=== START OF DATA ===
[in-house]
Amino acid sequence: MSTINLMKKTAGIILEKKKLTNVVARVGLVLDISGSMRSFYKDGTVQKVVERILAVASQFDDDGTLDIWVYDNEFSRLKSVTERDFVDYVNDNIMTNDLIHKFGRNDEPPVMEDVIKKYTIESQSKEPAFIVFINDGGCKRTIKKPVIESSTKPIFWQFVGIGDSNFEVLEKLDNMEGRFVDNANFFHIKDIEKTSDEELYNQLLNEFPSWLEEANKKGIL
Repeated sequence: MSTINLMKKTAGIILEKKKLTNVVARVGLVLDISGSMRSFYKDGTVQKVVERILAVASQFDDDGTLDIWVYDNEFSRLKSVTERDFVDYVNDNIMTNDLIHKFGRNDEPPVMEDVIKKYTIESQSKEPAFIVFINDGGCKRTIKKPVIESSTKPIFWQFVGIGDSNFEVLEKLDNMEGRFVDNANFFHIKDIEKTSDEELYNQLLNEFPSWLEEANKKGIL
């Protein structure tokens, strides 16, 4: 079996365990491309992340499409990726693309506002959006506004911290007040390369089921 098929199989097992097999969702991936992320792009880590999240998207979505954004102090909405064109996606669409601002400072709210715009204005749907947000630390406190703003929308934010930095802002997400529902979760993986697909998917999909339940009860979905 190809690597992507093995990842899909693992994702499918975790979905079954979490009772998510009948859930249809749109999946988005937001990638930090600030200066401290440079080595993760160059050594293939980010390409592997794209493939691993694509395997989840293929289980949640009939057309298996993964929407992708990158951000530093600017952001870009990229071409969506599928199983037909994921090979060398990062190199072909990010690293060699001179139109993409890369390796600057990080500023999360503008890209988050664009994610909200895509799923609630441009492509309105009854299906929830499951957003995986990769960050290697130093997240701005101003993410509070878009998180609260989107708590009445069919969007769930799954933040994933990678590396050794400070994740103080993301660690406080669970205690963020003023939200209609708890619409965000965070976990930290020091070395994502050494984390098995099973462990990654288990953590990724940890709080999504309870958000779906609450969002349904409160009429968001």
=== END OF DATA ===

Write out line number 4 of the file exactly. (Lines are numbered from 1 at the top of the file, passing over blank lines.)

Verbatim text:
């Protein structure tokens, strides 16, 4: 079996365990491309992340499409990726693309506002959006506004911290007040390369089921 098929199989097992097999969702991936992320792009880590999240998207979505954004102090909405064109996606669409601002400072709210715009204005749907947000630390406190703003929308934010930095802002997400529902979760993986697909998917999909339940009860979905 190809690597992507093995990842899909693992994702499918975790979905079954979490009772998510009948859930249809749109999946988005937001990638930090600030200066401290440079080595993760160059050594293939980010390409592997794209493939691993694509395997989840293929289980949640009939057309298996993964929407992708990158951000530093600017952001870009990229071409969506599928199983037909994921090979060398990062190199072909990010690293060699001179139109993409890369390796600057990080500023999360503008890209988050664009994610909200895509799923609630441009492509309105009854299906929830499951957003995986990769960050290697130093997240701005101003993410509070878009998180609260989107708590009445069919969007769930799954933040994933990678590396050794400070994740103080993301660690406080669970205690963020003023939200209609708890619409965000965070976990930290020091070395994502050494984390098995099973462990990654288990953590990724940890709080999504309870958000779906609450969002349904409160009429968001």